Ten Predictions for 2014
We begin the year with our ten predictions for the economy in 2014. The professor and his team have dusted off the glass bowl and outlined the benchmark numbers by which we will judge the performance of the UK economy in the year ahead. Slideshare link.
Growth up, inflation down, unemployment down, borrowing down, it will all look pretty good for the Chancellor this year - just the trade figures alone will continue to disappoint. The UK cannot grow faster than major trading partners in Europe without a deterioration in the inherent structural trade deficit. Forget rebalancing and the new normal, growth will return to trend rate, pushed by the household and consumer recovery with some contribution from investment later in the year.
Working with the GM Chamber of Commerce as their Chief Economist provides huge insights into the business sector. We use the influential quarterly economics survey to develop powerful coincident economic indicators for growth, inflation and employment. Significant indicators of trends in the Greater Manchester, North West and national economies as a whole. Our models of the economy are improving year on year with empirical adaptation as a result.
We expect GDP growth in 2013 to be revised up to 2% for the year following a robust performance in the final quarter of the year. The influential NIESR GDP tracker suggests growth was up by 2.9% in the final quarter of the year. Our own GM Chamber of Commerce co-incident indicator confirms the strong growth pattern. Following revisions to GDP released at the end of December, the economy grew by 2% in the second and third quarters. We expect the preliminary estimate, later this month, for 2013 as a whole, to be around 1.8% or 1.9% with a final revision to 2% by the end of the quarter.
Last week, the ONS released the manufacturing figures for November. Manufacturing slowdown hits recovery - the headline in today’s Times. Hardly! Growth year on year was up by 2.8% following a 2.5% growth in October. We expect the rally in manufacturing to continue into this year.
In 2014, the strong growth in service sector activity will continue with support from manufacturing and construction. We expect overall GDP growth of 2.5% in 2014 possibly rising to 2.7% in the following year.
Inflation CPI basis, fell to 2.1% in November. We are forecasting CPI inflation of around 2.3% in the year ahead. Service sector inflation remains a challenge to the 2% target averaging over 2.5% in the final quarter of 2013. International commodity prices, including oil, should be less of a threat to the UK inflation outlook and some improvement in sterling exchange rates will assist. The oil price outlook appears benign with US shale oil and a lower Chinese propensity to import, moderating Brent crude prices around $110 dollars per barrel for the year as a whole.
Unemployment and base rates
Growing employment will push the claimant count down to around 3.8% this year and 3.3% next year. The wider LFS indicator will fall to the 7% level by the middle of 2015. Then and only then will the forward guidance from the MPC come under review. We expect base rates to be kept on hold until the middle of 2015, thereafter rising in line with US base rates. Gilt yields on the other hand, we expect to be trading at fair value 4.5% by the end of the forecast outlook.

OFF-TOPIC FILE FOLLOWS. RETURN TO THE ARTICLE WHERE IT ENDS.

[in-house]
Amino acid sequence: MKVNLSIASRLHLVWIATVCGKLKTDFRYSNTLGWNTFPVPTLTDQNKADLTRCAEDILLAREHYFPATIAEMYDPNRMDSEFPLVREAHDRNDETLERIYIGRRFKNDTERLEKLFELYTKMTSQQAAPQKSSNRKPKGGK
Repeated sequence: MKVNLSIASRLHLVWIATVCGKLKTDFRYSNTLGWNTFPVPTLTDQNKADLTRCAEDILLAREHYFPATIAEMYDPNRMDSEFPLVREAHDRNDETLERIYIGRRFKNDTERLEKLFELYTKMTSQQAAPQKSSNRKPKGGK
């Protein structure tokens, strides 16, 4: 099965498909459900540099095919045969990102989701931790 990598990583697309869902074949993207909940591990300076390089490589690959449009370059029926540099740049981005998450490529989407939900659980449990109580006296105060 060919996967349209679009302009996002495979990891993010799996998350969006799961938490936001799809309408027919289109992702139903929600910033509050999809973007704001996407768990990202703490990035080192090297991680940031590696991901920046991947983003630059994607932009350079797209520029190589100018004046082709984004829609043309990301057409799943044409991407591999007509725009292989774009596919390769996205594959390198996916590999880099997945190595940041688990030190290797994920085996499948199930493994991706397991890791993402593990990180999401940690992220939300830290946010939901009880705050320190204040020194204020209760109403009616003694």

Stronger growth and a lower claimant count will lead to an acceleration in earnings and household incomes as a whole. The “new normal” may well appear to be the “same old same old” recovery consumer led recovery by the end of the year.
We expect significant improvements in the borrowing figures for this fiscal year and in the years ahead. Revenues in the eight months to November were up by 7% with spending up by less than 2% over the same period. We expect borrowing for this year to be around £105 billion falling to less than £90 billion in 2014/15. Still much to do but growth will restore equilibrium over the next four years assuming spending plans remain under control.
Last week the ONS released the trade figures for November. Nothing changes in the outlook. Our forecast deficit trade in goods remains around £110 billion this year rising to £117 billion in 2014. The service sector surplus will offset (in part) the trade in goods deficit. The bad news, - there will be no “net gain to trade” in the years ahead. The good news, there will be no balance of payments constraint to growth, nor a balance of payment crisis and “run on sterling” either.
So there you have it. Growth up, inflation down, unemployment down, borrowing down, it will all look pretty good for the Chancellor this year - just the trade figures alone will continue to disappoint. The full forecasts presentation is available below from the Saturday Economist web site or from the new Chamber of Commerce Economics web site. We will benchmark the economy using this forecast outlook as we move through the year.
That’s all for this week. No Friday Financials this week and possibly no Sunday Times and Croissants tomorrow. The professor and his team are reviewing the Sunday strategy in this pre election year. Have a Happy New Year in any case.
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The material is based upon information which we consider to be reliable but we do not represent that it is accurate or complete and it should not be relied upon as such. We accept no liability for errors, or omissions of opinion or fact. In particular, no reliance should be placed on the comments on trends in financial markets. The presentation should not be construed as the giving of investment advice.